Bioengineered cystic fibrosis drug approved Genentech has received Food & Drug Administration and Canadian Health Protection Branch approval to market a new, genetically engineered drug for treatment of cystic fibrosiswhich the South San Francisco-based biopharma-ceutical firm will sell under the tradename Pulmozyme.
A recombinant form of the human enzyme deoxyribonuclease (DNase) 1, Pulmozyme is the first new treatment for cystic fibrosis in 30 years. Affecting about 33,000 Americans and Canadians, the disease is the most common fatal genetic condition in Caucasians, with a median survival age of 29 years. The drug is not a cure for cystic fibrosis, FDA notes, but its use will improve lung function and quality-of-life in many patients.
Cystic fibrosis is characterized in part by buildup of secretions in the lungs. A faulty gene is believed to cause flawed production of a protein that regulates the flow of chloride ions across cell membranes. These secretions contribute to frequent bacterial infections and life-threatening lung damage.
In the 1950s and 1960s, cystic fibro-sis-related secretions in the lungs were found to contain large amounts of mucus-thickening DNA, the result of dead white blood cells that accumulate to fight infections. Genentech's DNase enzyme, which is inhaled through a nebulizer, breaks up such lung secretions. Naturally occurring bovine DNase, isolated from cow pancreas, had previously been shown to be effective, but
Cystic fibrosis patient inhales Pulmozyme.
allergic reactions to the animal protein limited its use, and it is no longer available. The most common treatments for cystic fibrosis, which still will be used in conjunction with Pulmozyme, include clearing lung secretions and controlling infections with antibiotics.
Genentech's development of DNase ranks among the fastest for biotech drugs, taking about half the average industry time. DNase moved from lab to market in about five yearshelped, Genentech says, by the collaborative efforts and cooperation of regulatory agencies, the Cystic Fibrosis Foundation, and clinical centers, among others. FDA approved the drug for marketing in only nine months under its expedited review procedures.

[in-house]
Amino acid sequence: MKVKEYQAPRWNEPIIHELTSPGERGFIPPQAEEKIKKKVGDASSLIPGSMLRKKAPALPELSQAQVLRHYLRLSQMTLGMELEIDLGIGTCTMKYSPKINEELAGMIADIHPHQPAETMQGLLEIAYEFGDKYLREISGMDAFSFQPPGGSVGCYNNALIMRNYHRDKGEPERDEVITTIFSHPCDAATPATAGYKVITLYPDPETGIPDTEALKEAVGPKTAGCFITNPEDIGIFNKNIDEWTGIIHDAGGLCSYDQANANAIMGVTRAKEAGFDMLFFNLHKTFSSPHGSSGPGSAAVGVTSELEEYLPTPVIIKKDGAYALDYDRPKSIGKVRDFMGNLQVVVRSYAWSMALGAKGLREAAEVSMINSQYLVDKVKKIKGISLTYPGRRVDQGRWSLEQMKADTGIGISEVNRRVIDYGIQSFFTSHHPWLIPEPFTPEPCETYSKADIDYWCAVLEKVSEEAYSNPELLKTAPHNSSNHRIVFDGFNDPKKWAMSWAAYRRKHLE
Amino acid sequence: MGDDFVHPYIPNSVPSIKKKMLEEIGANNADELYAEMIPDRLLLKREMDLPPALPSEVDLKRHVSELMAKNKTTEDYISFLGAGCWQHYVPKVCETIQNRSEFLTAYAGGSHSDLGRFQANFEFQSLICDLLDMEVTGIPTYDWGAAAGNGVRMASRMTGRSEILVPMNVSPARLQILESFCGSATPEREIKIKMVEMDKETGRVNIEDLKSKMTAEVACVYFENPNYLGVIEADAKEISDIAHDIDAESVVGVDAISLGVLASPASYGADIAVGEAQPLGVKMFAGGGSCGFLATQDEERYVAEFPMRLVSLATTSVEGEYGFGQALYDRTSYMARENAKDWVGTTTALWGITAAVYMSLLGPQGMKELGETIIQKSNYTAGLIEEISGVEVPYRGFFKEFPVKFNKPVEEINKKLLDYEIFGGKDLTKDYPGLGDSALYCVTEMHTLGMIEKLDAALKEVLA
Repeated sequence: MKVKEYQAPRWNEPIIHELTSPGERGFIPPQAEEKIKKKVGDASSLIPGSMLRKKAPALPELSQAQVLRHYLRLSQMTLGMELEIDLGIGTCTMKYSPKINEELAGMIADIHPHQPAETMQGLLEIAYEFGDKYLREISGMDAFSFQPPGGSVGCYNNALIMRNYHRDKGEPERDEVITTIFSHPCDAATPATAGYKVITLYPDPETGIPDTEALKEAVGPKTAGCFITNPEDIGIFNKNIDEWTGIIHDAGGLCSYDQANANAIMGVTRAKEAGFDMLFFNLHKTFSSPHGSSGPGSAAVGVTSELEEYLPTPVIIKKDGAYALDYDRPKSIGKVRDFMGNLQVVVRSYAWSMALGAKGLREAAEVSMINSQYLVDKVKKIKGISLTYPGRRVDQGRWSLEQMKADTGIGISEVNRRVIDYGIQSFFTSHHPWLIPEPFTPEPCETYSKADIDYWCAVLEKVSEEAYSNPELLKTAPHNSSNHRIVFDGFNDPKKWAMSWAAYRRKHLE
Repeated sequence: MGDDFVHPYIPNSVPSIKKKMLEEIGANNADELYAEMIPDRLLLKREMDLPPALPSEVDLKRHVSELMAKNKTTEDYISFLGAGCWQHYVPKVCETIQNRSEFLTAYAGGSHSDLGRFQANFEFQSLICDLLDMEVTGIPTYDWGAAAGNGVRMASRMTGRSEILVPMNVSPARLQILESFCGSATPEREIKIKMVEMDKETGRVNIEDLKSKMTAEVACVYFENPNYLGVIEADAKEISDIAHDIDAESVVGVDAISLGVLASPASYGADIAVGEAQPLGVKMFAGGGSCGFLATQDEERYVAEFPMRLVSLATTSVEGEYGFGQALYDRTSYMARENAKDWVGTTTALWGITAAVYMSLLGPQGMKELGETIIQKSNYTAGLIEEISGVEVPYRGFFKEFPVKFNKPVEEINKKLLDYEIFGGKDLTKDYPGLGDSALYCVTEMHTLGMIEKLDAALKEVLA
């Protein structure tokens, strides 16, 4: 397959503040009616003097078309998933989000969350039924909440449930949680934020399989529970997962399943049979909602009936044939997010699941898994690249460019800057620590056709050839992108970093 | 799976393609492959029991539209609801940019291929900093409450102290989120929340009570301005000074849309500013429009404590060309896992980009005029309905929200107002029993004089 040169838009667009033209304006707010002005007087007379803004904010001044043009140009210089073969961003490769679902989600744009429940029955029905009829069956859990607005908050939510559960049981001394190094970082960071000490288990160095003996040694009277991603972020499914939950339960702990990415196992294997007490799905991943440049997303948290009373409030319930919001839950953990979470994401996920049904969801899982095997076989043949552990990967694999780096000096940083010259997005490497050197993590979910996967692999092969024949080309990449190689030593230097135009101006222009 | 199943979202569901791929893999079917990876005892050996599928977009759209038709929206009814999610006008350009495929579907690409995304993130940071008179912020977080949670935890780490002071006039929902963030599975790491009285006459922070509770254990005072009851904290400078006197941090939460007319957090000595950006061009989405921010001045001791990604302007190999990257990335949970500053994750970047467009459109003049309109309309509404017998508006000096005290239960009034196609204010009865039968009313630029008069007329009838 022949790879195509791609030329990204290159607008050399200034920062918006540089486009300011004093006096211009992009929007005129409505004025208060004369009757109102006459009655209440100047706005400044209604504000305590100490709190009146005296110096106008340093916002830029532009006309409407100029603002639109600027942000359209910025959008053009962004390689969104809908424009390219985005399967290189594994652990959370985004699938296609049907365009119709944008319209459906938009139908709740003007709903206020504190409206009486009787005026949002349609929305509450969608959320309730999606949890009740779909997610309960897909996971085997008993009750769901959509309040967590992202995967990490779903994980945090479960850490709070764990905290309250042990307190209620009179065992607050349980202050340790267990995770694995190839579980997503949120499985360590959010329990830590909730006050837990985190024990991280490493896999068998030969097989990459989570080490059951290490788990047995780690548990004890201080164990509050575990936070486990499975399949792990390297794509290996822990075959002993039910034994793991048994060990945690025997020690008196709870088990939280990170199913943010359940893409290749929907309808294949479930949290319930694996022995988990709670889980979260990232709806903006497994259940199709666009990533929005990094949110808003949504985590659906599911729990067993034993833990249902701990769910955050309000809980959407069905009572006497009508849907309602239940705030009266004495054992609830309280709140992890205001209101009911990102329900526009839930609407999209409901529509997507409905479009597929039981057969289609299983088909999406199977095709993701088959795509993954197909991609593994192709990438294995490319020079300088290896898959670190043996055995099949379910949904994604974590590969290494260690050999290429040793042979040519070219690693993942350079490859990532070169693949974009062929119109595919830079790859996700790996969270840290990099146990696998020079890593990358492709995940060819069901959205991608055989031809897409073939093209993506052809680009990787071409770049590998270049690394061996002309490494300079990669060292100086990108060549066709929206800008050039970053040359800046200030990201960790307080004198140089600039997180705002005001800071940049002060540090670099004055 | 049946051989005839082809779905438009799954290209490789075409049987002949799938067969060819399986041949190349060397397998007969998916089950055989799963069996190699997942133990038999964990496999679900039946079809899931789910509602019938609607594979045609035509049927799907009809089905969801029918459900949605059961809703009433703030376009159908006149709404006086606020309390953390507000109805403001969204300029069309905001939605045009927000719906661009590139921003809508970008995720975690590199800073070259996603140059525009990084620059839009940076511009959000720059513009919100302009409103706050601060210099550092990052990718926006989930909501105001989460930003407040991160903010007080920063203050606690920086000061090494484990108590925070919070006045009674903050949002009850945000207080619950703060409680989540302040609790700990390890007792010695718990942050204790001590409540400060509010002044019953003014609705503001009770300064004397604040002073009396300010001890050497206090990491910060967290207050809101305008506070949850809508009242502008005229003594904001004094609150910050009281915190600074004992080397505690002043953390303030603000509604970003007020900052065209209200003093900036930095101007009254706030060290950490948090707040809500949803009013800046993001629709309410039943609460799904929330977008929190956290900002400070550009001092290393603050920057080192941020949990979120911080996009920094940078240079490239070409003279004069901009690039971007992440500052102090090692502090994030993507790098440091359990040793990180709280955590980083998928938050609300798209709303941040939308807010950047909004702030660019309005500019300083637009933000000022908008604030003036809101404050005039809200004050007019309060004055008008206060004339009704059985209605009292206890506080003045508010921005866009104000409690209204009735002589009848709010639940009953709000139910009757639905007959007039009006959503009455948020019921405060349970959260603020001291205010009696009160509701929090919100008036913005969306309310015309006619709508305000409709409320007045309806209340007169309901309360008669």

The company says its DNase program team, led by Steven Shak, director of Genetech's department of pulmonary research, was the first to clone and express the human gene for DNase. Genentech has a collaborative R&D program with GenVec, a young Rockville, Md.-based company, to develop gene therapies for cystic fibrosis.
Pulmozyme is Genentech's first new product approval in three years. (Its most recent approval was -interferon, which has a small market for chronic granulomatous disease.) Because of the low incidence of cystic fibrosis, FDA also has granted "orphan drug" status to Pulmozyme, giving Genentech a seven-year exclusive market. Analysts estimate an annual per-patient cost for Pulmozyme of as much as $10,000, yielding a potential U.S. market of as much as $300 million. The drug is already sold in a few countries in Europe, which has some 20,000 cystic fibrosis patients.
Genentech will market it exclusively in the U.S. and Canada. Hoffmann-La Roche, which holds a 63% interest in Genentech, will share marketing in Europe and have exclusive marketing rights elsewhere. Genentech will produce the drug at a plant completed a year ago in South San Francisco. The company says it is making enough Pulmozyme to meet current demand, and will begin shipping it in the U.S. by mid-January.
jme. Ann Thayer
CFC substitutes proven safe for ozone layer A comprehensive study by National Oceanic & Atmospheric Administration (NOAA) researchers has laid to rest suspicions that hydrofluorocarbon (HFC) substitutes for ozone-depleting chloro-fluorocarbons (CFCs) might themselves contribute to depletion of the stratospheric ozone layer. The new laboratory measurements and computer modeling calculationspublished in last week's Science [263, 71 (1994)]confirm that HFCs do not destroy ozone.
Because HFCs contain no chlorine or bromine that can catalyze destruction of ozone, they had been assumed to have zero potential for depleting the ozone layer. However, at a workshop held last March, several scientists raised the possibility that molecules containing the tri-fluoromethyl (CF3) group might pose a risk when they are oxidatively degraded in the atmosphere. The unusually stable trifluoromethyl fragments, they feared, could destroy ozone through reaction cycles involving alkoxy (CFsO) and peroxy (CF302) radicals.
If validated, this hypothesis would have triggered a major upheaval in the transition away from CFCs. In 1992, the countries that are party to the Montreal Protocol on Substances That Deplete the Ozone Layer decided to move up the deadline for phasing out CFCs to 1996 from 2000. That decision was based in part on the availability of environmentally safe alternatives, several of which contain the trifluoromethyl group. For example, chemical companies have invested heavily in development of HFC-134a (CH2FCF3), which is fast becoming the substitute of choice for numerous refrigeration and air-conditioning applications (C&EN, Nov. 15,1993, page 12).
"We considered this a critical issue; HFC-134a is already in use," says Du-Pont scientist Mack McFarland, who is vice chairman of an industry consortium that sponsors research on CFC substitutes. "Most scientists believed it was unlikely that HFCs could contribute to ozone depletion, but we needed hard data. Our customers were raising questions, and there were indications their concern could be slowing the transition out of CFCs."
The NOAA study has provided the hard data that were missing. "The rate
JANUARY 10,1994 C&EN 5
Bioengineered cystic fibrosis drug approved